Buddha Jayanti

BUDDHA was born as Siddhartha Gautama, in 563 BC, near the town of Kapilavastu, which corresponds to Lumbini in modern day Nepal in the Himalaya Mountains. Born the son of a king, Siddhartha renounced all the trappings of wealth and began his search for the Truth. After many trials, Siddhartha finally came to rest under the shade of a banyan tree where he vowed he would remain until his goal was reached. All through the night he was tested by Evil, but his heart remained steadfast. In the morning, as the sun rose, Siddhartha saw the Truth. He had become Buddha.
Buddha Purnima is one of the most holy (perhaps the most holy) days in the Buddhist calendar. It is the celebration of Buddha's birth, subsequent enlightenment, and finally achievement of nirvana.

A special day to remember and honour Buddha
THROUGHOUT India, Buddha Purnima is the general name for this holiday. In Theravadas Buddhism, it is also known as Vesak, which is the name of the month in which this holiday occurs. In the western Gregorian calendar, the holiday generally falls on a full moon night in late April or early May.
On this sacred day, Buddhists take special care to honor and commemorate the everlasting importance of Buddha and his timeless message. They bath and clothe themselves solely in white garments, then gather together in viharas (temples) for worship and to listen to ongoing discourses on the life and teachings of the great Buddha.

A time to reaffirm the Buddhist principles
All throughout Buddha Purnima, believers reaffirm their faith in the five Buddhist principles (called the panchsheel) which are:
Not to take life.
Not to steal.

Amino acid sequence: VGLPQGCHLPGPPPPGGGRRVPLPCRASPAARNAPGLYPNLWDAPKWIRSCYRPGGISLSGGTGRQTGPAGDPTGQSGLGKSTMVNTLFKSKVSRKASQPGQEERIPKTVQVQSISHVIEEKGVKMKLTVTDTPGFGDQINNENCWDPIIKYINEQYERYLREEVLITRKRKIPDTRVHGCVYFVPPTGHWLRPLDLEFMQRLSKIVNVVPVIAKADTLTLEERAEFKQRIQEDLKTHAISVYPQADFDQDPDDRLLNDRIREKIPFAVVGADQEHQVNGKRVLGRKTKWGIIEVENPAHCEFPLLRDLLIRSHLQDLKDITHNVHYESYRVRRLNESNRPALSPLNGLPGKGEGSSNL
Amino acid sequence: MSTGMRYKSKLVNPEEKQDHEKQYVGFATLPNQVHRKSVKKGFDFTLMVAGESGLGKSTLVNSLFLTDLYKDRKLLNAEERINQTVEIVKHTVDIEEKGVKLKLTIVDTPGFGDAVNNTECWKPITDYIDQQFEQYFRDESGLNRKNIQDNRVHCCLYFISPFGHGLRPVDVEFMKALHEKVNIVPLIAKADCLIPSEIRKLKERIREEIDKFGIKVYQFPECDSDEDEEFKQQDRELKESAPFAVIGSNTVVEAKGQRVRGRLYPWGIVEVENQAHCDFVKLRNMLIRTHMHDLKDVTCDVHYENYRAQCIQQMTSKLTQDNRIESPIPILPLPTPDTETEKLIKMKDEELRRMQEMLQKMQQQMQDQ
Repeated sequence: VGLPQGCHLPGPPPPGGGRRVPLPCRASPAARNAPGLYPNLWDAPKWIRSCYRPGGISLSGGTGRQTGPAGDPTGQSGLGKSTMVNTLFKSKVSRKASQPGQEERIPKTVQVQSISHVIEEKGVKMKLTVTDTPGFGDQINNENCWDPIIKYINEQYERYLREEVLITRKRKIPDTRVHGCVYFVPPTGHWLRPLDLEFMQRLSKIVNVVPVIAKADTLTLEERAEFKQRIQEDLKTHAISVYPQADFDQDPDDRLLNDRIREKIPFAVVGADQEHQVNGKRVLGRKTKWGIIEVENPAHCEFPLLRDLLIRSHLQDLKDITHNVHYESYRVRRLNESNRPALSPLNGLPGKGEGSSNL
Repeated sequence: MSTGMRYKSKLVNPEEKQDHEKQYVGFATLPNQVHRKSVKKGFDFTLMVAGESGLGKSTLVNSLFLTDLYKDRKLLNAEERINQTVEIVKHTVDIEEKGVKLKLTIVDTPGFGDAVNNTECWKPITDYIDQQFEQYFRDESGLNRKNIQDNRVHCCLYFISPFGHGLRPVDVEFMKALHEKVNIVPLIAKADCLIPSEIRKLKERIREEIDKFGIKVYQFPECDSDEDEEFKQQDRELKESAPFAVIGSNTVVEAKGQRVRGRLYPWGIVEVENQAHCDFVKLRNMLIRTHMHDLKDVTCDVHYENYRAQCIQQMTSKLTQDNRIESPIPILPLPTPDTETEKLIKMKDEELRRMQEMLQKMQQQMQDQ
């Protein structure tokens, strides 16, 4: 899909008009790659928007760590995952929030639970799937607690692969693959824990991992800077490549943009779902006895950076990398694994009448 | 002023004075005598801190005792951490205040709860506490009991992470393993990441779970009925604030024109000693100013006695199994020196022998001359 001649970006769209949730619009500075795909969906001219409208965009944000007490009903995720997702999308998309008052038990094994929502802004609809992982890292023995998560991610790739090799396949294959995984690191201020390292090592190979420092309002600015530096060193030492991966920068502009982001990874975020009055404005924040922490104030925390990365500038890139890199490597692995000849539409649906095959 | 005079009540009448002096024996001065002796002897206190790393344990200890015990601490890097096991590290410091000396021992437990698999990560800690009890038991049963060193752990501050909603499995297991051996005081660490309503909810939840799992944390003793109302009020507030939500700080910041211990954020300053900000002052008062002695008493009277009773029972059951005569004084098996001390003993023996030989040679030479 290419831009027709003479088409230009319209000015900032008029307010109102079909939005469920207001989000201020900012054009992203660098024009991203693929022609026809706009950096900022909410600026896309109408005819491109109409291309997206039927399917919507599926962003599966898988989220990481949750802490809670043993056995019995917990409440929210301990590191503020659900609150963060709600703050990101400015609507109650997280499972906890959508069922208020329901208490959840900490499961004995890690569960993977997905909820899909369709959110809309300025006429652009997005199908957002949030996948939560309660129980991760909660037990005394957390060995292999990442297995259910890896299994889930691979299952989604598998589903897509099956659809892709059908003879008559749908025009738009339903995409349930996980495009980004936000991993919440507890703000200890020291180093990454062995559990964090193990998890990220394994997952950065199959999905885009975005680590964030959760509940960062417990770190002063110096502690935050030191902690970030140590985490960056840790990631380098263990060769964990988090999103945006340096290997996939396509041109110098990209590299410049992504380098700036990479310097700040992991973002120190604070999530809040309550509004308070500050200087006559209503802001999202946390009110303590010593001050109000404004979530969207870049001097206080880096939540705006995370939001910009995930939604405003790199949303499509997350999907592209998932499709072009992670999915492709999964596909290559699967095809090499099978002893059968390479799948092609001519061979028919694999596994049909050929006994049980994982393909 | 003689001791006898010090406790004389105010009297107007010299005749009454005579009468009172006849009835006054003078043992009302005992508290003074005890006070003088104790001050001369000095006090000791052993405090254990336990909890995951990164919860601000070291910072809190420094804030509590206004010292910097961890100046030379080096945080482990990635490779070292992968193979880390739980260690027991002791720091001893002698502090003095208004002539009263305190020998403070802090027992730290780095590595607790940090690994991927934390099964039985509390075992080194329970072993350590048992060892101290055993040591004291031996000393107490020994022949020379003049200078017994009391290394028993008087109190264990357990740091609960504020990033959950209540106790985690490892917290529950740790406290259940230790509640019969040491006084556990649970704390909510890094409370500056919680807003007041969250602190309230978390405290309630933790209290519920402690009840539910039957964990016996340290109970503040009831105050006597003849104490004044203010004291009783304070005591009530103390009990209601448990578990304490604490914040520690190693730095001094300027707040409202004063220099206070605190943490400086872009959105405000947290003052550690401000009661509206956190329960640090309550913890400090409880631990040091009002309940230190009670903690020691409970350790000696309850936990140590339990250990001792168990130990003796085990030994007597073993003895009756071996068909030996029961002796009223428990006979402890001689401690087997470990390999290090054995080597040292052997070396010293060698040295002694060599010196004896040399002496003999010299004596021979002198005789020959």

Not to lie.
Not to drink liquor or indulge in other intoxicants.
Not to commit adultery.

Also on this most holy of days, Buddhists refrain from eating meat.
Instead, they eat Kheer (a steaming Bengali dish that's more or less a mixture between flavorful soup and porridge). Buddhists also take great pains to share their meals with the poor.

Sharing and caring for the poor
Special charity is a hallmark of Buddha Purnima. In addition to sharing their kheer with the poor, Buddhists also set up stalls in public places and distribute clear drinking water to all who desire it. Additionally, Buddhists mark this day by showing special kindness to animals. For instance, they buy caged birds and set them free, or pay butchers to free animals that would otherwise be slaughtered for food.

All the important occasions related to the Buddha are combined in one on the full moon day in Vaishakh. Prayers, sermons, and nonstop recitation of Buddhist scriptures resonate in monasteries, religious halls, and homes. In the monasteries in Sikkim, monks hold day-long reading of the scriptures before the Buddha's statue. The lay people listen to these recitals, and also offer gifts to the monks and the statue.
The statue of the Buddha receives special attention everywhere, with people offering it incense, flowers, candles, and fruits. The Bodhi Vriksha or the Pipal tree the under which the Buddha's attained enlightenment also receives a fair share of garlands and coloured flags. People also sprinkle milk and scented waters on its roots and light lamps around it.
The full moon day of April/May is celebrated as the birthday of Gautam Buddha, the founder of Buddhism. This day holds special importance for the follower of Buddhism, as it is believed that on this day Lord Buddha was born, got enlightenment and also attained nirvana or salvation. The Buddha is regarded as the ninth incarnation of Lord Vishnu.